OSMC 2018 Dave Kempe

Another delightful human being I got to see was Dave Kempe, who came all the way from Sydney. While we had met at a prior OSMC, this conference we ended up spending a lot more time together (he was in the Prometheus training as well as the Thursday Hackathon). He gave a talk on being a monitoring consultant, and it was interesting to compare his experiences with my own (they were similar).

For most people the conference ended on Wednesday. I said goodbye to people like Peter Eckel and looked forward to the next OSMC so I could see them again.

Speaking of the next OSMC, we are going to be doing OpenNMS training on that first day, November 4th, so save the date. It is the least we could do since they went to the trouble to advertise OpenNMS Horizon® on all their posters (grin).

OSMC 2018 Horizon

Ronny and I were hanging around for the Hackathon on Thursday, and for those attendees there was a nice dinner at a local restaurant called Tapasitos. It was fun to spend more time with the OSMC gang and to get ready for our last day at the conference.

OSMC 2018 Tapasitos

#OSMC 2018 – Day 1

The 2018 Open Source Monitoring Conference officially got started on Tuesday. This was my fifth OSMC (based on the number of stars on my badge), although I am happy to have been at the very first OSMC conference with that name.

As usual our host and Master of Ceremonies Bernd Erk started off the festivities.

OSMC 2018 Welcome

This year there were three tracks of talks. Usually there are two, and I’m not sure how I feel about more tracks. Recently I have been attending Network Operator Group (NOG) meetings and they are usually one or two days long but only one track. I like that, as I get exposed to things I normally wouldn’t. One of my favorite open source conferences All Things Open has gotten so large that it is unpleasant to navigate the schedule.

In the case of the OSMC, having three tracks was okay, but I still liked the two track format better. One presentation was always in English, although one of the first things Bernd mentioned in his welcome was that Mike Julian was unable to make it for his talk on Wednesday and thus that time slot only had two German language talks.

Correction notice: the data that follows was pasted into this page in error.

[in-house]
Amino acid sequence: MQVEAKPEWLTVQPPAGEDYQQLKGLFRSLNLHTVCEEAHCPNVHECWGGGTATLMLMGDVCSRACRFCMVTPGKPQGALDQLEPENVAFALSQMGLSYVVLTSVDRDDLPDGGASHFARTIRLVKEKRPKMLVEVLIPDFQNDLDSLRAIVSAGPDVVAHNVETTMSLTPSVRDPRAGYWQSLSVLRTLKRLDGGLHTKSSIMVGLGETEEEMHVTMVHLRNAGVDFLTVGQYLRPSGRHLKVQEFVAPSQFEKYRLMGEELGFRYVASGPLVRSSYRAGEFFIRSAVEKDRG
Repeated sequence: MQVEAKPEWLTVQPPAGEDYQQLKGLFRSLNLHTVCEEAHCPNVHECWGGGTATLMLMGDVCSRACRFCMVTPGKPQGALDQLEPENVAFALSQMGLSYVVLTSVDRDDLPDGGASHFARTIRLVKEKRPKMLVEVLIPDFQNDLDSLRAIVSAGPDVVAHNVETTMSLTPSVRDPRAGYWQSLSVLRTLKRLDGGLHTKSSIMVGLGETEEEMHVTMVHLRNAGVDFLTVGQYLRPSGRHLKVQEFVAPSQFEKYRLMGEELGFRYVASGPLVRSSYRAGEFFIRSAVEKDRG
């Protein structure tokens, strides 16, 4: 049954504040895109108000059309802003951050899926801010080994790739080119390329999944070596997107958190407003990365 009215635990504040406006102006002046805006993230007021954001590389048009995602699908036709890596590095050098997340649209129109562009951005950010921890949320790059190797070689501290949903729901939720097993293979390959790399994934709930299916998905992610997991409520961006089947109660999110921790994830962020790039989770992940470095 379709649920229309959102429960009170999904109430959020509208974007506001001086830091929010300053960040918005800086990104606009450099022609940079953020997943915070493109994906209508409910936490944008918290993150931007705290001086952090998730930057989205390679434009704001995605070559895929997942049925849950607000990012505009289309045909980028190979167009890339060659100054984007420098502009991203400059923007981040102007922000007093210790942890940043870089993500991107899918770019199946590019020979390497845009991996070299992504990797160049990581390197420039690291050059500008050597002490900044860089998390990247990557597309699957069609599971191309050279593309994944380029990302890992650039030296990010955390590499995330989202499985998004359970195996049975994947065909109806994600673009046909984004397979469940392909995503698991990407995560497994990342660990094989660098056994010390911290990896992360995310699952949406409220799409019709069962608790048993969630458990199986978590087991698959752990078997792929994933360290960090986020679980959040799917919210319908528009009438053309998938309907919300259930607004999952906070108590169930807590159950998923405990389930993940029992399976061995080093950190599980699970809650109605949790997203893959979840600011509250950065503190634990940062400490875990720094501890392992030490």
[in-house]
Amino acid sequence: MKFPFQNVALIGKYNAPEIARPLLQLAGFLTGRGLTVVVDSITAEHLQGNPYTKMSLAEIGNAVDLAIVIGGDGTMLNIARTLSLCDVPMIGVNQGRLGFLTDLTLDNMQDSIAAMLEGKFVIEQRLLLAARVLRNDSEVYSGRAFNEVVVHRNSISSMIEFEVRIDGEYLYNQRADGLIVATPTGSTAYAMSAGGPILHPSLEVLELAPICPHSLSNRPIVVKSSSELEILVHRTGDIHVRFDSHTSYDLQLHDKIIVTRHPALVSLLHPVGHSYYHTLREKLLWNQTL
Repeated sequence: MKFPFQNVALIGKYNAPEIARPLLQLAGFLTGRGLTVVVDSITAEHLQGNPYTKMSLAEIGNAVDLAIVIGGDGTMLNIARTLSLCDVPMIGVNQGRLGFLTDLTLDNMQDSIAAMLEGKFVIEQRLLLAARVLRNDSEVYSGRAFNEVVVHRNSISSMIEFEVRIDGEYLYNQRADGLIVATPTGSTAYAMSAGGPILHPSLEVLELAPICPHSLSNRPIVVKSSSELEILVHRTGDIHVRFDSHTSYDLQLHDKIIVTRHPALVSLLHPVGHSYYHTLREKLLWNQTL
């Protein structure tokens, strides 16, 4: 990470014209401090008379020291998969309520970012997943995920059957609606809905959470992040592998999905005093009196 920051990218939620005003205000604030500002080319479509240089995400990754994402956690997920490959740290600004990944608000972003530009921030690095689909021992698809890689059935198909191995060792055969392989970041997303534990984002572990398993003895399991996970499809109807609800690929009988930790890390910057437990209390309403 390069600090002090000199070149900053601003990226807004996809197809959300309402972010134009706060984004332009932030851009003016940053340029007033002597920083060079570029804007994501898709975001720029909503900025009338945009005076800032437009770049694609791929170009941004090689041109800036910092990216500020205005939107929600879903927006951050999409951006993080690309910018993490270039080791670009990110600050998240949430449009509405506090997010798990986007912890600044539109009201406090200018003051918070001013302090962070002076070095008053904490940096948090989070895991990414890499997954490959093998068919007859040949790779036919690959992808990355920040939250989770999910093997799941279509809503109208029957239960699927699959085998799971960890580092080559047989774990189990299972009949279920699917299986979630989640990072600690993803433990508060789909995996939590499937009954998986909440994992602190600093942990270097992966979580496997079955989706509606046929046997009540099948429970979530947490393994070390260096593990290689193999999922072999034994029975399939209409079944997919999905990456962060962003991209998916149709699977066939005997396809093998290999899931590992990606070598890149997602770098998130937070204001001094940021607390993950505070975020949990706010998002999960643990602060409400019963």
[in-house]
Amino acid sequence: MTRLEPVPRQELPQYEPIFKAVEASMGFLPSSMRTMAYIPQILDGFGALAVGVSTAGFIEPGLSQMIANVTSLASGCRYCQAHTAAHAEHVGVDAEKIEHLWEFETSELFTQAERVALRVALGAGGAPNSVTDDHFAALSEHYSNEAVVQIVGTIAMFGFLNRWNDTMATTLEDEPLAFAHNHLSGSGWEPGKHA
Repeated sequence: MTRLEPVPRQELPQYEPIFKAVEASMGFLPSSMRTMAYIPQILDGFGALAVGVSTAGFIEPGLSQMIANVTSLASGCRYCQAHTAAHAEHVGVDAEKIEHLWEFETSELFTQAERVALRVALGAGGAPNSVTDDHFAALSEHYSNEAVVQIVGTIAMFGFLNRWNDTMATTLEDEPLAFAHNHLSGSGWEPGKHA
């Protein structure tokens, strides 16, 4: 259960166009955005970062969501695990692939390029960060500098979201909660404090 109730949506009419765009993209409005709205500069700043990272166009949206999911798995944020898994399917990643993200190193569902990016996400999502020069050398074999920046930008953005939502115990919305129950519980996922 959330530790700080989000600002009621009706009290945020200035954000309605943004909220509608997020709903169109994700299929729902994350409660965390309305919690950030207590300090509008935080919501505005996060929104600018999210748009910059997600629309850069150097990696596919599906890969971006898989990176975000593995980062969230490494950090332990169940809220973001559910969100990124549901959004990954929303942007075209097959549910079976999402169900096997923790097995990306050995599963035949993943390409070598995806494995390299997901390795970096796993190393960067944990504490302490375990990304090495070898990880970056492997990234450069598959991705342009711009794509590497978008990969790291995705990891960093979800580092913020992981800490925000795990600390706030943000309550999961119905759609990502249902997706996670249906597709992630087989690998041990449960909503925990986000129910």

If they seem interesting I’ll sit in on the German talks, especially if Ronny is there to translate. I am very interested in open source home automation (well, more on the monitoring side than, say, turning lights on and off) so I went to the OpenHAB talk by Marianne Spiller.

OSMC 2018 OpenHAB

I found out that there are mainly two camps in this space: OpenHAB and Home Assistant. The former is in Java which seems to invoke some Java hate, but since I was going to use OpenHAB for our MQTT Hackathon on Thursday I thought I would listen in.

OSMC 2018 Custom MIB

I also went to a talk on using a Python library for instrumenting your own SNMP MIB by Pieter Hollants. We have a drink vending machine that I monitor with OpenNMS. Currently I just output the values to a text file and scrape them via HTTP, but I’d like to propose a formal MIB structure and implement it via SNMP. Pieter’s work looks promising and now I just have to find time to play with it.

Just after lunch I got a call that my luggage had arrived at the hotel. Just in time because otherwise I was going to have to do my talk in the Icinga shirt Bernd gave me. Can’t have that (grin).

My talk was lightly attended, but the people who did come seemed to enjoy it. It was one of the better presentations I’ve created lately, and the first comment was that the talk was much better than the title suggested. I was trying to be funny when I used “OpenNMS Geschäftsbericht” (OpenNMS Annual Report) in my submission. It’s funny because I speak very little German, although it was accurate since I was there to present on all of the cool stuff that has happened with OpenNMS in the past year. It was recorded so I’ll post a link once the videos are available.

In contrast, Bernd’s talk on the current state of Icinga was standing room only.

OSMC 2018 State of Icinga

The OSMC has its roots in Nagios and its fork Icinga, and most people who come to the OSMC are there for Icinga information. It is easy to why this talk was so popular (even though it was basically “Icinga Geschäftsbericht” – sniff). The cool demo was an integration Bernd did using IBM’s Node-RED, Telegram and an Apple Watch, but unfortunately it didn’t work. I’m hoping we can work up an Apple Watch/OpenNMS integration by next year’s conference (should be possible to add hooks to the Watch from the iOS version of Compass).

The evening event was held at a place called Loftwerk. It was some distance from the conference so a number of buses were chartered to take us there. It was fun if a bit loud.

OSMC 2018 Loftwerk

OSMC celebrations are known to last into the night. The bar across the street from the conference hotel (which I believe has changed hands at least three times in the lifetime of the OSMC) becomes “Checkpoint Jenny” once the main party ends and can go on until nearly dawn, which is why I like to speak on the first day.